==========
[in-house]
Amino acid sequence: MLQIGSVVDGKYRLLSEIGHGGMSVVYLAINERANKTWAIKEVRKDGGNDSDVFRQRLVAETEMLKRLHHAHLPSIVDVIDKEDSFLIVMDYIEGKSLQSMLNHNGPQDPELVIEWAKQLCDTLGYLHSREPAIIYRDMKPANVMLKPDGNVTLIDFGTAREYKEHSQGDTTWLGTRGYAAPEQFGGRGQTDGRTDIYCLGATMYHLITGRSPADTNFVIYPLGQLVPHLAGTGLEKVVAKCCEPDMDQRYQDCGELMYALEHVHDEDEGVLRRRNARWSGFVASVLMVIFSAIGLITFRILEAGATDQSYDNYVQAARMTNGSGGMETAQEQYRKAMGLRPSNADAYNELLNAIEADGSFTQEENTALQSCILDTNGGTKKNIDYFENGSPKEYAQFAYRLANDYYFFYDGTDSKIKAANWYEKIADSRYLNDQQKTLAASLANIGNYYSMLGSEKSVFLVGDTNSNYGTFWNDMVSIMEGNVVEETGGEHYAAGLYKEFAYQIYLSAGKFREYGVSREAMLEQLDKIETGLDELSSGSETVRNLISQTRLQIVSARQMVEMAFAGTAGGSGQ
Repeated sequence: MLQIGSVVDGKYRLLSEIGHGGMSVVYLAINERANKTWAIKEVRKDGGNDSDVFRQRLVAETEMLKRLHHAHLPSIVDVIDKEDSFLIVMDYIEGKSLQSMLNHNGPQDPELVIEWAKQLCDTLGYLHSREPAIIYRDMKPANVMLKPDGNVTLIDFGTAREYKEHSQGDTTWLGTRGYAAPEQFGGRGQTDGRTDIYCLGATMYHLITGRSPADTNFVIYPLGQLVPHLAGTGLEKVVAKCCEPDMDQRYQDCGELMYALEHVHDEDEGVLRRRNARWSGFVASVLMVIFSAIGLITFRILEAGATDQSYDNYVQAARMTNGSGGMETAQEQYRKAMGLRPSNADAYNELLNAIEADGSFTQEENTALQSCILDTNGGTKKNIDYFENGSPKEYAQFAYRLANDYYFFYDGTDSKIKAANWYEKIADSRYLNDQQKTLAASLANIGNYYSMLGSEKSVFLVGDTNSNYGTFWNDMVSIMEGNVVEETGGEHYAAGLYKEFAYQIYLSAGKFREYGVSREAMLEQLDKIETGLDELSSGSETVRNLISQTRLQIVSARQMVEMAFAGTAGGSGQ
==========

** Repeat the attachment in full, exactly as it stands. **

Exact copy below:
[in-house]
Amino acid sequence: MLQIGSVVDGKYRLLSEIGHGGMSVVYLAINERANKTWAIKEVRKDGGNDSDVFRQRLVAETEMLKRLHHAHLPSIVDVIDKEDSFLIVMDYIEGKSLQSMLNHNGPQDPELVIEWAKQLCDTLGYLHSREPAIIYRDMKPANVMLKPDGNVTLIDFGTAREYKEHSQGDTTWLGTRGYAAPEQFGGRGQTDGRTDIYCLGATMYHLITGRSPADTNFVIYPLGQLVPHLAGTGLEKVVAKCCEPDMDQRYQDCGELMYALEHVHDEDEGVLRRRNARWSGFVASVLMVIFSAIGLITFRILEAGATDQSYDNYVQAARMTNGSGGMETAQEQYRKAMGLRPSNADAYNELLNAIEADGSFTQEENTALQSCILDTNGGTKKNIDYFENGSPKEYAQFAYRLANDYYFFYDGTDSKIKAANWYEKIADSRYLNDQQKTLAASLANIGNYYSMLGSEKSVFLVGDTNSNYGTFWNDMVSIMEGNVVEETGGEHYAAGLYKEFAYQIYLSAGKFREYGVSREAMLEQLDKIETGLDELSSGSETVRNLISQTRLQIVSARQMVEMAFAGTAGGSGQ
Repeated sequence: MLQIGSVVDGKYRLLSEIGHGGMSVVYLAINERANKTWAIKEVRKDGGNDSDVFRQRLVAETEMLKRLHHAHLPSIVDVIDKEDSFLIVMDYIEGKSLQSMLNHNGPQDPELVIEWAKQLCDTLGYLHSREPAIIYRDMKPANVMLKPDGNVTLIDFGTAREYKEHSQGDTTWLGTRGYAAPEQFGGRGQTDGRTDIYCLGATMYHLITGRSPADTNFVIYPLGQLVPHLAGTGLEKVVAKCCEPDMDQRYQDCGELMYALEHVHDEDEGVLRRRNARWSGFVASVLMVIFSAIGLITFRILEAGATDQSYDNYVQAARMTNGSGGMETAQEQYRKAMGLRPSNADAYNELLNAIEADGSFTQEENTALQSCILDTNGGTKKNIDYFENGSPKEYAQFAYRLANDYYFFYDGTDSKIKAANWYEKIADSRYLNDQQKTLAASLANIGNYYSMLGSEKSVFLVGDTNSNYGTFWNDMVSIMEGNVVEETGGEHYAAGLYKEFAYQIYLSAGKFREYGVSREAMLEQLDKIETGLDELSSGSETVRNLISQTRLQIVSARQMVEMAFAGTAGGSGQ